Oregon Festival of American Music 2011 is dedicated to two of the greatest practitioners of the classic Songbook, Ella Fitzgerald and Frank Sinatra and their especial role in the establishment of that form as we know it today. During the 1950s and ‘60s the rise of rock and fundamental changes in popular culture and entertainment commerce pushed older popular music forms into the background and posed a particular threat to the classic Songbook compositional and performance style. Indeed, by the mid ‘50s all the established Songbook composers and performers, including Fitzgerald and Sinatra, faced serious career challenges.
Sinatra’s comeback as a performer was certainly in part due to his success as an actor, commencing with his Academy Award-winning performance in 1953’s From Here To Eternity. His comeback—and ultimate importance—as a singer began that same year with his signing with Capital Records: in a series of exceptional LPs issued during the rest of the decade and into the next, coupled with his commitment to the inherent character of the classic Songbook, he not only reestablished his singing career, he helped shape our understanding of what the American Songbook standard is.
Fitzgerald’s comeback, and her equally important contribution to the Songbook standard came in the form of jazz impresario Norman Granz. By the early ‘50s Fitzgerald’s Bop-based scat and improvisation style, which has always impressed jazz aficionados, was largely out of mode. Granz, brilliantly, established Verve records around her extraordinary voice in 1955 and over the next 8 years produced a collection of recordings each dedicated to a “straight” treatment of the best work of the best American Songbook composers–-the Gershwins, Berlin, Porter, Mercer, Ellington & Strayhorn, Arlen, Rodgers & Hart, and Kern. This series, collectively known as The Ella Fitzgerald Songbook, was certainly not the only recorded output of Fitzgerald at the time, nor was it even the best of her work during those years. It was, however, what propelled Fitzgerald to international popular success and did as much to shape the “classic American Songbook" as had Sinatra’s work at Capital.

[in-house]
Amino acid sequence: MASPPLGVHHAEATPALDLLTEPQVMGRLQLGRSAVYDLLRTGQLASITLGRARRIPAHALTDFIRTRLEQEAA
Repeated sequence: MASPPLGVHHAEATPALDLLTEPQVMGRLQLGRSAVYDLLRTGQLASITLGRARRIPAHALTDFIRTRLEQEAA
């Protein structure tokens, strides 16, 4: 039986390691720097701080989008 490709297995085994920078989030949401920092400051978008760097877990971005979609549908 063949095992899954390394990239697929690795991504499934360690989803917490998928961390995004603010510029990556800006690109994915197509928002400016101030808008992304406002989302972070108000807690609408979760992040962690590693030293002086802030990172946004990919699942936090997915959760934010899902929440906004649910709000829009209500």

We have used the Ella Fitzgerald Songbook as the structural model for OFAM 2011. Seven concerts--5 led by OFAM jazz director Ken Peplowski and the other 2 designed by Shedd favorites Shirley Andress and Siri Vik--mirror the Fitzgerald recordings, honoring the songs of each composer that Ella and Frank made their own. For our eighth concert, coming halfway through the festival week, jazz director Ken Peplowski departs only slightly, with a jazz party evening held in honor of Ella’s 1956-57 work with another great standard bearer for the Songbook – Louis Armstrong on 3 phenomenal Verve projects, Ella and Louis, Ella and Louis Again, and Porgy and Bess.
To round out the 2011 OFAM performance package with (as always) a classic American Songbook vehicle, we’re extremely pleased to present George & Ira Gershwin’s 1930 musical comedy masterpiece GIRL CRAZY. Heavily revised in 1954 and re-cast entirely in 1992 as CRAZY FOR YOU, GIRL CRAZY is American musical comedy at its best—stylish, witty, fast-paced and filled with great songs and plenty of dancing. We’ve located the original Guy Bolton/John McGowan script, which is truly 1930s in character and feel. With its brilliant Gershwin score—including such gold standards as “I Got Rhythm”, “Embraceable You”, “Sam And Delilah” and “Could You Use Me”—our original version recreation of GIRL CRAZY will be a treat for the entire family.